Dec. 13, 2014
Data Group Arena; Kuopio, Finland
“A Hard Rocking Finnish Christmas for an American Southern Boy”
I have lived in Finland for almost three years now and it never ceases to amaze me how
much this country embraces their musical culture and also how the metal/hard rock genre is embraced by the population at large here and in Europe in general. Coming from Tennessee and being a metal fan, metal wasn’t exactly the forefront of people’s playlists. So it is refreshing to be able to have access to shows that I can relate to more here and have opportunities for unique shows I would never have had back in Tennessee.
So what does a country, who has musical icons involved in the metal community, do for the Christmas Holiday? They have a Hard Rocking Christmas tour is what they do!
Raskasta Joulua has been a thing here in Finland for the past several years that has been enjoyed by the people here immensely. I guess one could consider this group of several notable singers from various metal Finnish bands, as the countries version of a Trans Siberian Orchestra except Raskasta Joulua isn’t backed by a classical orchestra, just a group of very talented musicians.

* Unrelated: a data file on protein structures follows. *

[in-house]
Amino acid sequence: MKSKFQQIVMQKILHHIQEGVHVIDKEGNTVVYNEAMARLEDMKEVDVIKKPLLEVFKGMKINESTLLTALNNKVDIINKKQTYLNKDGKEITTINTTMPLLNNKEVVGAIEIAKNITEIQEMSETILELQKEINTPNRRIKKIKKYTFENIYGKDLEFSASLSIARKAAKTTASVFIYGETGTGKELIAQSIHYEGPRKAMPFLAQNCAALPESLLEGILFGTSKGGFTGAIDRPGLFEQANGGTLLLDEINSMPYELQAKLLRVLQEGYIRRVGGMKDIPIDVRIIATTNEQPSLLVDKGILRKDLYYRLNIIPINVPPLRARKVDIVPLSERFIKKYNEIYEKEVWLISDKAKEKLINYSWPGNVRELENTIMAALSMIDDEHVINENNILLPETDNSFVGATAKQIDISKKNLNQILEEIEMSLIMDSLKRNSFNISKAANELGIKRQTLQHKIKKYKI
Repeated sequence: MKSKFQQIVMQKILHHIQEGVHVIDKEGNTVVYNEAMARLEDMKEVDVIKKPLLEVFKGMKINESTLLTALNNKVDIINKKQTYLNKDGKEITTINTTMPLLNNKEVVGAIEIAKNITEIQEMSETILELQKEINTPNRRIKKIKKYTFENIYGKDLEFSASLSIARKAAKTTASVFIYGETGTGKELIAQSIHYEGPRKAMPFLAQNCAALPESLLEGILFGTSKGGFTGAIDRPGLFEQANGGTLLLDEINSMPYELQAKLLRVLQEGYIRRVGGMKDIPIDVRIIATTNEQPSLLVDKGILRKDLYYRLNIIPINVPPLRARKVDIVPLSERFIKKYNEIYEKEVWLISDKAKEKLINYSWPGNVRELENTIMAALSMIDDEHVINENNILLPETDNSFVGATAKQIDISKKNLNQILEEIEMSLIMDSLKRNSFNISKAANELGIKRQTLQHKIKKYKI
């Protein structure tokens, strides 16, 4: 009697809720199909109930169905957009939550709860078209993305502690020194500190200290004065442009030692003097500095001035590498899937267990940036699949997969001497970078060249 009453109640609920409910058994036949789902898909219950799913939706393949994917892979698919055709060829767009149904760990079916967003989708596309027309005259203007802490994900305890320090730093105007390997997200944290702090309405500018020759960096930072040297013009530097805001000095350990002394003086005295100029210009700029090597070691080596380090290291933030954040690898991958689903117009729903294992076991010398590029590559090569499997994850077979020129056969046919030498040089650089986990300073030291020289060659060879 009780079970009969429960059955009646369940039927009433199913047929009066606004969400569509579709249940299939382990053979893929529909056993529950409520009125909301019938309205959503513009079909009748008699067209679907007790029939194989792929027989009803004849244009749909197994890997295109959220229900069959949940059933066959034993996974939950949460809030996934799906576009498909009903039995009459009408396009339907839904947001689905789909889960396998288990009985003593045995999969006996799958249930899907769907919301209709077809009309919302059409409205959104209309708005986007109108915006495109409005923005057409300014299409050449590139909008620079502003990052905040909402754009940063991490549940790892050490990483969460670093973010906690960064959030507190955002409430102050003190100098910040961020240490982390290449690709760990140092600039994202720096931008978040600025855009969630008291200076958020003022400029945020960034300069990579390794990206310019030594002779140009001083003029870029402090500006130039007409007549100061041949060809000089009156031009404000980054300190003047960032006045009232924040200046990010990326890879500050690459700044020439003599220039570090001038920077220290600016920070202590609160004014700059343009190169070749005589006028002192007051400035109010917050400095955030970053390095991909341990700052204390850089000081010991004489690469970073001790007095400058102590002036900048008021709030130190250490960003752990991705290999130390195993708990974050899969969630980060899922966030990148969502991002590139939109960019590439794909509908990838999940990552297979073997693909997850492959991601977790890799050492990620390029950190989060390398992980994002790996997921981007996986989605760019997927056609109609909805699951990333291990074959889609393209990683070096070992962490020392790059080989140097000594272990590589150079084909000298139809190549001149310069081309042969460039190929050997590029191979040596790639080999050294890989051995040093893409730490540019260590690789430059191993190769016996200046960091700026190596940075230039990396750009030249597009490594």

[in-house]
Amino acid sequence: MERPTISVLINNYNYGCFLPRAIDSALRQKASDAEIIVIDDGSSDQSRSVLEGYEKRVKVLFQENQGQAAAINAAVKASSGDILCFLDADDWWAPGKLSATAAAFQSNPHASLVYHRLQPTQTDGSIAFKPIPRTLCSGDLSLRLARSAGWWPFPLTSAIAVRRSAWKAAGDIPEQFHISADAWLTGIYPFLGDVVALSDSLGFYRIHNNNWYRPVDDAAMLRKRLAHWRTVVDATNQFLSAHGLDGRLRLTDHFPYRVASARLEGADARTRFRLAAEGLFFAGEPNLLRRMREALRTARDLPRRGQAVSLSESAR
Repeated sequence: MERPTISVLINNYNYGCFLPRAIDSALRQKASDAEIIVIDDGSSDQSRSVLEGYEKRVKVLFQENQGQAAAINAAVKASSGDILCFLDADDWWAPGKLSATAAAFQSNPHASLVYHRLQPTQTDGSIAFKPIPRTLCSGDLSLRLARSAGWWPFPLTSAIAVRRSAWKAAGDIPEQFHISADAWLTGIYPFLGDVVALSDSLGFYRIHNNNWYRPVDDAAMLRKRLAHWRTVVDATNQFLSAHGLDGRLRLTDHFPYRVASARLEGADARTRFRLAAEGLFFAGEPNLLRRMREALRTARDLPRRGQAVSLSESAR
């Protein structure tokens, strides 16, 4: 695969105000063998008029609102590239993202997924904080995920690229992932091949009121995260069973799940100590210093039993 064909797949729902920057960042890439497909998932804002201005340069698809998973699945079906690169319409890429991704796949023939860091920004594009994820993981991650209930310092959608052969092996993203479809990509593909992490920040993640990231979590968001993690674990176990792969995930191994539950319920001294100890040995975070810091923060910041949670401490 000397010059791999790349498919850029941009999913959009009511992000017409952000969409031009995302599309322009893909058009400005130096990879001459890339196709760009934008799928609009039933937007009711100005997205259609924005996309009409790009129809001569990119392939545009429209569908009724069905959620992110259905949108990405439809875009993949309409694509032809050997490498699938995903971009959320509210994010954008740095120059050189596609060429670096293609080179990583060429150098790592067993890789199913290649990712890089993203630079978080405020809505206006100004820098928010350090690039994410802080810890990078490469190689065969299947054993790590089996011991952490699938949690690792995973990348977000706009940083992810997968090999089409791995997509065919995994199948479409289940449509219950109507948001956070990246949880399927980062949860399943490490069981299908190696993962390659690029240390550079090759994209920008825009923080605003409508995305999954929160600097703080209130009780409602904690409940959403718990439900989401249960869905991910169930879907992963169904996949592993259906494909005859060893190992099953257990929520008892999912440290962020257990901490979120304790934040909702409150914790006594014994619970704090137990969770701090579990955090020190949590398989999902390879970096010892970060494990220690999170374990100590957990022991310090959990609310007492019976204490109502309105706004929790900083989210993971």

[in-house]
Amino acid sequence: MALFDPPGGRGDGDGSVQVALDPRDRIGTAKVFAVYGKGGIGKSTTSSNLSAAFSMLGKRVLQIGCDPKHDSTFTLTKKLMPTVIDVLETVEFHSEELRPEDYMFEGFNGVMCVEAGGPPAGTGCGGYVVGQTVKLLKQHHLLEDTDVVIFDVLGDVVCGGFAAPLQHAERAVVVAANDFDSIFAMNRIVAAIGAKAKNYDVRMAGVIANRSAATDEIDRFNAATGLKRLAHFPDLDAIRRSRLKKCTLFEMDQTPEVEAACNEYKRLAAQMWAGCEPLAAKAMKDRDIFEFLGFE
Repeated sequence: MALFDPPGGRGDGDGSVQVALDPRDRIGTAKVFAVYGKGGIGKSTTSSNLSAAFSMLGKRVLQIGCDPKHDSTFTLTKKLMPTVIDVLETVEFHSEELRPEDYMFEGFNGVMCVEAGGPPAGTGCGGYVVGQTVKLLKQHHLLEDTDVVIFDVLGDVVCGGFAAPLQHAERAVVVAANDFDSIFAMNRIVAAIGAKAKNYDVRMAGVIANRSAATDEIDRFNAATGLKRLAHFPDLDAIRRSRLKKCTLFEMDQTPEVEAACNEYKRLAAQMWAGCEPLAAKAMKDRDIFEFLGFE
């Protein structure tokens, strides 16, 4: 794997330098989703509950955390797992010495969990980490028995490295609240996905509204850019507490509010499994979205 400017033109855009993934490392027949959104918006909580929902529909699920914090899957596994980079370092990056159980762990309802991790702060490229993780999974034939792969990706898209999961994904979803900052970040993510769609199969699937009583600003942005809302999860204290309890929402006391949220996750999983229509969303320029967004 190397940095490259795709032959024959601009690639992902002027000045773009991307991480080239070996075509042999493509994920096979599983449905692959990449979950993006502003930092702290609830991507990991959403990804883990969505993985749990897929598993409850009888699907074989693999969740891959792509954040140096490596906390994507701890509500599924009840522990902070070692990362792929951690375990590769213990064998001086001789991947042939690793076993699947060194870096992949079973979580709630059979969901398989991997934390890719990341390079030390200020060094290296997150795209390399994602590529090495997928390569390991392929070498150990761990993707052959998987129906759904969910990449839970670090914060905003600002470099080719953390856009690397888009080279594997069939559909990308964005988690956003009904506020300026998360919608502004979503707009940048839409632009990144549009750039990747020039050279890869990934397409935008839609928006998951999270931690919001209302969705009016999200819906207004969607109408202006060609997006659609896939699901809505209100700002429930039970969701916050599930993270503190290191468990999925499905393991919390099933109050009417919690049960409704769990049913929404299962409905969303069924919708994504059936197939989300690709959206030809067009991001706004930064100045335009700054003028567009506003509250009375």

The show I saw here in Kuopio was opened with singer Tommi Salmela (Tarot, Lazy Bonez) followed by Marco Hietala (Tarot, Nightwish) then Ari Koivunen (Amoral). After the first three songs we then get a speech from Marco welcoming everyone to the show. Now I must confess, I am not a fluent Finnish speaker so I can’t really put here what I heard but by the crowd’s reaction everyone was happy to hear what he said.
The show continued on with other various singers, JP Leppäluoto
(Charon, Northern Kings) and Antony
Parviainen changing in and out for various songs and on some songs multiple singers taking part with breaks in between with singers making speeches to the crowd.
As I sat and watched the show in between taking photos I was really impressed with hearing classic Christmas songs in a different language and with a more hard rock vibe to them. On top of all that, the show was done very professionally with pyros, fog and great lights which was very cool to see.
However, I think the thing that I found most moving about this show was that unlike
in America where everyone seems to be offended by the words Christmas or Happy Holidays and you have groups buying advertising space telling people to stop believing in fairy tales like Jesus and Christmas, here in Finland the people seem to go out and enjoy the holiday and meaning of this time year regardless if they believe in the religious aspect of the holiday or not.
Raskasta Joulua put on a tremendous show that embraced the true meaning of this time of year, something I think most of my countrymen back home could learn to do a little more.